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Today we'll evaluate Evolution Mining Limited (ASX:EVN) to determine whether it could have potential as an investment idea. Specifically, we're going to calculate its Return On Capital Employed (ROCE), in the hopes of getting some insight into the business.
Firstly, we'll go over how we calculate ROCE. Second, we'll look at its ROCE compared to similar companies. And finally, we'll look at how its current liabilities are impacting its ROCE.
Return On Capital Employed (ROCE): What is it?
ROCE measures the amount of pre-tax profits a company can generate from the capital employed in its business. In general, businesses with a higher ROCE are usually better quality. Overall, it is a valuable metric that has its flaws. Author Edwin Whiting says to be careful when comparing the ROCE of different businesses, since 'No two businesses are exactly alike.'
So, How Do We Calculate ROCE?
The formula for calculating the return on capital employed is:
Return on Capital Employed = Earnings Before Interest and Tax (EBIT) ÷ (Total Assets - Current Liabilities)
Or for Evolution Mining:
0.11 = AU$309m ÷ (AU$3.0b - AU$276m) (Based on the trailing twelve months to December 2018.)
So, Evolution Mining has an ROCE of 11%.
Is Evolution Mining's ROCE Good?
ROCE can be useful when making comparisons, such as between similar companies. In our analysis, Evolution Mining's ROCE is meaningfully higher than the 9.1% average in the Metals and Mining industry. I think that's good to see, since it implies the company is better than other companies at making the most of its capital. Separate from Evolution Mining's performance relative to its industry, its ROCE in absolute terms looks satisfactory, and it may be worth researching in more depth.
In our analysis, Evolution Mining's ROCE appears to be 11%, compared to 3 years ago, when its ROCE was 7.1%. This makes us wonder if the company is improving.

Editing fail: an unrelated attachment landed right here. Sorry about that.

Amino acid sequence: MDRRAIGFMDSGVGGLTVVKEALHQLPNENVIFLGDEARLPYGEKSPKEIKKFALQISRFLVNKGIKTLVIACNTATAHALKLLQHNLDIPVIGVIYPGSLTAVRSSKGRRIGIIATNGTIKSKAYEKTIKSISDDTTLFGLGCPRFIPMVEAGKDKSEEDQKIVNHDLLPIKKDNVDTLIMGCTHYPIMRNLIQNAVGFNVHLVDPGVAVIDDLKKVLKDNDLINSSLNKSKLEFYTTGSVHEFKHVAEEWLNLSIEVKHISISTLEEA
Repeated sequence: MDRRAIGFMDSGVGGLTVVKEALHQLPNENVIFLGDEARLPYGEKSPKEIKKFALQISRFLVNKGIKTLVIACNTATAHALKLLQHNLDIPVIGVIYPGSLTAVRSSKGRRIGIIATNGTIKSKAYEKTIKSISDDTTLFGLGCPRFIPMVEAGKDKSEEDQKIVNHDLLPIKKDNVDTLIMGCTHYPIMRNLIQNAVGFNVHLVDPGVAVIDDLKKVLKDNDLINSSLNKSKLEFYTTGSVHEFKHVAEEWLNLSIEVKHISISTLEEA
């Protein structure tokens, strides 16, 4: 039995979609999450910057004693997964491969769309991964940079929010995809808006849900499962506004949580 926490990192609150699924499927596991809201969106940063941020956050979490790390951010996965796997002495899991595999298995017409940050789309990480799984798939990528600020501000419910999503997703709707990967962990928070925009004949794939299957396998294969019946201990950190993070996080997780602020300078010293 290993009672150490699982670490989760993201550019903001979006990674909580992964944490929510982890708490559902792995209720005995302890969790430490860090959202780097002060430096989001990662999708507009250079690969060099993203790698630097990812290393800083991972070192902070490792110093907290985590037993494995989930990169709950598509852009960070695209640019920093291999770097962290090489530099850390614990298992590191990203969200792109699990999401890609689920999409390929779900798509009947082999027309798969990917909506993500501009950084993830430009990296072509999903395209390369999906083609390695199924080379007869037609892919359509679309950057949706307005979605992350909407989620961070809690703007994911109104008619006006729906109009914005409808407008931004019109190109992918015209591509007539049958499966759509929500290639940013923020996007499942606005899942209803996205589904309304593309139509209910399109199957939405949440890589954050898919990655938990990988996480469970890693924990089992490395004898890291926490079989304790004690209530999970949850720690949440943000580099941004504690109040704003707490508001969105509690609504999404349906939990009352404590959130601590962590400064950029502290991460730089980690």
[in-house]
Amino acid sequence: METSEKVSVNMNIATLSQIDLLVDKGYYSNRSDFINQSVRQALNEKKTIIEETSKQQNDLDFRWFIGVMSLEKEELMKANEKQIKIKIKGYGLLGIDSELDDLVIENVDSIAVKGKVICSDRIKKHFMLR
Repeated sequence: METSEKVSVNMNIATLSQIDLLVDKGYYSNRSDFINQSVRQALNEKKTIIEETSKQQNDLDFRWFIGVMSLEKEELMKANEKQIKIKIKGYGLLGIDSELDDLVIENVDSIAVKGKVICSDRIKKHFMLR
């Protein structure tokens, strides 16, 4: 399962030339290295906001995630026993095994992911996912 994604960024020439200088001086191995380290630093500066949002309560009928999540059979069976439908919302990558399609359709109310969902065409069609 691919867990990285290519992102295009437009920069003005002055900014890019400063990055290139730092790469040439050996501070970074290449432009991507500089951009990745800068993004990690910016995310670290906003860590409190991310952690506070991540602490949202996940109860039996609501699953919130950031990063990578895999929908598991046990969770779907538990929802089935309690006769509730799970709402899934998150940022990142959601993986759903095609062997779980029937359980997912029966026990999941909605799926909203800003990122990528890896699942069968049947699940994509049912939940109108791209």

When considering ROCE, bear in mind that it reflects the past and does not necessarily predict the future. Companies in cyclical industries can be difficult to understand using ROCE, as returns typically look high during boom times, and low during busts. ROCE is, after all, simply a snap shot of a single year. Remember that most companies like Evolution Mining are cyclical businesses. Since the future is so important for investors, you should check out our free report on analyst forecasts for Evolution Mining.
Evolution Mining's Current Liabilities And Their Impact On Its ROCE
Short term (or current) liabilities, are things like supplier invoices, overdrafts, or tax bills that need to be paid within 12 months. The ROCE equation subtracts current liabilities from capital employed, so a company with a lot of current liabilities appears to have less capital employed, and a higher ROCE than otherwise. To check the impact of this, we calculate if a company has high current liabilities relative to its total assets.
Evolution Mining has total liabilities of AU$276m and total assets of AU$3.0b. As a result, its current liabilities are equal to approximately 9.2% of its total assets. With low current liabilities, Evolution Mining's decent ROCE looks that much more respectable.
The Bottom Line On Evolution Mining's ROCE
This is good to see, and while better prospects may exist, Evolution Mining seems worth researching further. But note: Evolution Mining may not be the best stock to buy. So take a peek at this free list of interesting companies with strong recent earnings growth (and a P/E ratio below 20).
If you like to buy stocks alongside management, then you might just love this free list of companies. (Hint: insiders have been buying them).
We aim to bring you long-term focused research analysis driven by fundamental data. Note that our analysis may not factor in the latest price-sensitive company announcements or qualitative material.
If you spot an error that warrants correction, please contact the editor at firstname.lastname@example.org. This article by Simply Wall St is general in nature. It does not constitute a recommendation to buy or sell any stock, and does not take account of your objectives, or your financial situation. Simply Wall St has no position in the stocks mentioned. Thank you for reading.